A current account deficit occurs when the value of imports (of goods, services and investment incomes) is greater than the value of exports.
There are various factors which could cause a current account deficit:
1. Fixed Exchange Rate
If the currency is overvalued, imports will be cheaper and therefore there will be a higher Q of imports. Exports will become uncompetitive and therefore there will be a fall in the quantity of exports.
2. Economic Growth
If there is an increase in national income, people will tend to have more disposable income to consume goods. If domestic producers can not meet the domestic demand, consumers will have to import goods from abroad. In the UK we have a high Marginal propensity to imports mpm because we do not have a comparative advantage in the production of manufactured goods. Therefore if there is fast economic growth there tends to be a significant increase in the quantity of imports.
3. Decline in Competitiveness.
In the UK there has been a decline in the exporting manufacturing sector, because it has struggled to compete with developing countries in the far east. This has led to a persistent deficit in the balance of trade.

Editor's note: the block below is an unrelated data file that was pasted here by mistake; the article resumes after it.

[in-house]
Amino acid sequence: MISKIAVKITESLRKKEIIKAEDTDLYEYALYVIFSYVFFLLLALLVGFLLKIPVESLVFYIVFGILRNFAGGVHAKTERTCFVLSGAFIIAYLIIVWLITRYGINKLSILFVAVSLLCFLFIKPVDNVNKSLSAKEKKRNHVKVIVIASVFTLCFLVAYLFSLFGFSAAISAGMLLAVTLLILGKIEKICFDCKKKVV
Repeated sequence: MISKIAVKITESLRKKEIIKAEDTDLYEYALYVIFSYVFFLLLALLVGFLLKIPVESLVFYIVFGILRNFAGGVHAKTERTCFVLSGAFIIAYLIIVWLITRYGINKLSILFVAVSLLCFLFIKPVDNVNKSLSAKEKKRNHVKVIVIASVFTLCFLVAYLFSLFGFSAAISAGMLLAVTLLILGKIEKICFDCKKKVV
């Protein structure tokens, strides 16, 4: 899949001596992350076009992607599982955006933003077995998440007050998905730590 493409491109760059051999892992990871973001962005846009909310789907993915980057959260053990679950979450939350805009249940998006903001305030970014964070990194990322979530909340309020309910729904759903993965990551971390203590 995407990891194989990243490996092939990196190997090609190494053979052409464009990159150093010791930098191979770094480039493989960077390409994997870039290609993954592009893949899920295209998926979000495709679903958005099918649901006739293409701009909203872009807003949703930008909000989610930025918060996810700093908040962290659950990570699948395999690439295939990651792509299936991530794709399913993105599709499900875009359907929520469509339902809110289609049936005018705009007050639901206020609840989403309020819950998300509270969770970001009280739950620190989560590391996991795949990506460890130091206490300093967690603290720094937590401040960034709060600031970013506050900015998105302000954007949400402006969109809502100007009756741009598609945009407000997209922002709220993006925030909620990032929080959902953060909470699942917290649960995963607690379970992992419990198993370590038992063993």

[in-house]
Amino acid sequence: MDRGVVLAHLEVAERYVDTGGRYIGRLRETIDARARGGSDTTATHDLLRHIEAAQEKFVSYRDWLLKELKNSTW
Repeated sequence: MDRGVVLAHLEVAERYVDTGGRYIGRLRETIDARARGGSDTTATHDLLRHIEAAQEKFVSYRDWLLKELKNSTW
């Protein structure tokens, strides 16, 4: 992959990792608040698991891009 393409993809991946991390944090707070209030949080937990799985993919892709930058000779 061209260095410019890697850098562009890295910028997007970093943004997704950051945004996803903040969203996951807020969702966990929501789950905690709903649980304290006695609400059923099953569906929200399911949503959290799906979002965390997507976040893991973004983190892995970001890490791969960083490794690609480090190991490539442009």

- Higher inflation
This makes exports less competitive and imports more competitive. However this factor may be offset by a decline in the value of sterling.
- Recession in other countries.
If the UK’s main trading partners experience negative economic growth then they will buy less of our exports, worsening the current account.
- Borrowing money
If countries are borrowing money to invest e.g third world countries
This shows a deterioration in the UK current account from the early 1980s
The UK current account as a % of GDP 2001-2015. This shows a deterioration in the current account since 2011. This was due to
- UK economic recovery quicker than Eurozone, leading to higher import spending, but slow growth in UK exports
- Appreciation in the Pound Sterling, making exports less competitive and imports cheaper.